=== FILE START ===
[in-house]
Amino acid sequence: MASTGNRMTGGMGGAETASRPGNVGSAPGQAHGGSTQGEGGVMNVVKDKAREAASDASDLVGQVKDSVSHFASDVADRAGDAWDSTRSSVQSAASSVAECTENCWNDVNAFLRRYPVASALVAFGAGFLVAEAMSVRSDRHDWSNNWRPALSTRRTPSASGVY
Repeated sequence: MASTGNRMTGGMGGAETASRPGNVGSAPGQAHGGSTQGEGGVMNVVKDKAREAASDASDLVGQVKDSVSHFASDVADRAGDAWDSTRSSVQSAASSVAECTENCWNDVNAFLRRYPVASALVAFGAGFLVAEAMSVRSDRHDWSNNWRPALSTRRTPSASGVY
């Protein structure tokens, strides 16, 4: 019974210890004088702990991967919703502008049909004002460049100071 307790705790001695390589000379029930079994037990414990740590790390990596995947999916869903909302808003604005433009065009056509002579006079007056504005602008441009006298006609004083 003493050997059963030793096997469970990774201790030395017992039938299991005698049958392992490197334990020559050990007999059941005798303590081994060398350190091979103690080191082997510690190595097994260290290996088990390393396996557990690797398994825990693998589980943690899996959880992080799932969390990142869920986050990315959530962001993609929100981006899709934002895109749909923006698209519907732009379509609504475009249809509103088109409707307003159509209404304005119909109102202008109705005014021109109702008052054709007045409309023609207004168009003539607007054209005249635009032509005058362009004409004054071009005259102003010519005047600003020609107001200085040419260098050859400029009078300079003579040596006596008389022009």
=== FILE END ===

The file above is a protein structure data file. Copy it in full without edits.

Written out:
[in-house]
Amino acid sequence: MASTGNRMTGGMGGAETASRPGNVGSAPGQAHGGSTQGEGGVMNVVKDKAREAASDASDLVGQVKDSVSHFASDVADRAGDAWDSTRSSVQSAASSVAECTENCWNDVNAFLRRYPVASALVAFGAGFLVAEAMSVRSDRHDWSNNWRPALSTRRTPSASGVY
Repeated sequence: MASTGNRMTGGMGGAETASRPGNVGSAPGQAHGGSTQGEGGVMNVVKDKAREAASDASDLVGQVKDSVSHFASDVADRAGDAWDSTRSSVQSAASSVAECTENCWNDVNAFLRRYPVASALVAFGAGFLVAEAMSVRSDRHDWSNNWRPALSTRRTPSASGVY
């Protein structure tokens, strides 16, 4: 019974210890004088702990991967919703502008049909004002460049100071 307790705790001695390589000379029930079994037990414990740590790390990596995947999916869903909302808003604005433009065009056509002579006079007056504005602008441009006298006609004083 003493050997059963030793096997469970990774201790030395017992039938299991005698049958392992490197334990020559050990007999059941005798303590081994060398350190091979103690080191082997510690190595097994260290290996088990390393396996557990690797398994825990693998589980943690899996959880992080799932969390990142869920986050990315959530962001993609929100981006899709934002895109749909923006698209519907732009379509609504475009249809509103088109409707307003159509209404304005119909109102202008109705005014021109109702008052054709007045409309023609207004168009003539607007054209005249635009032509005058362009004409004054071009005259102003010519005047600003020609107001200085040419260098050859400029009078300079003579040596006596008389022009």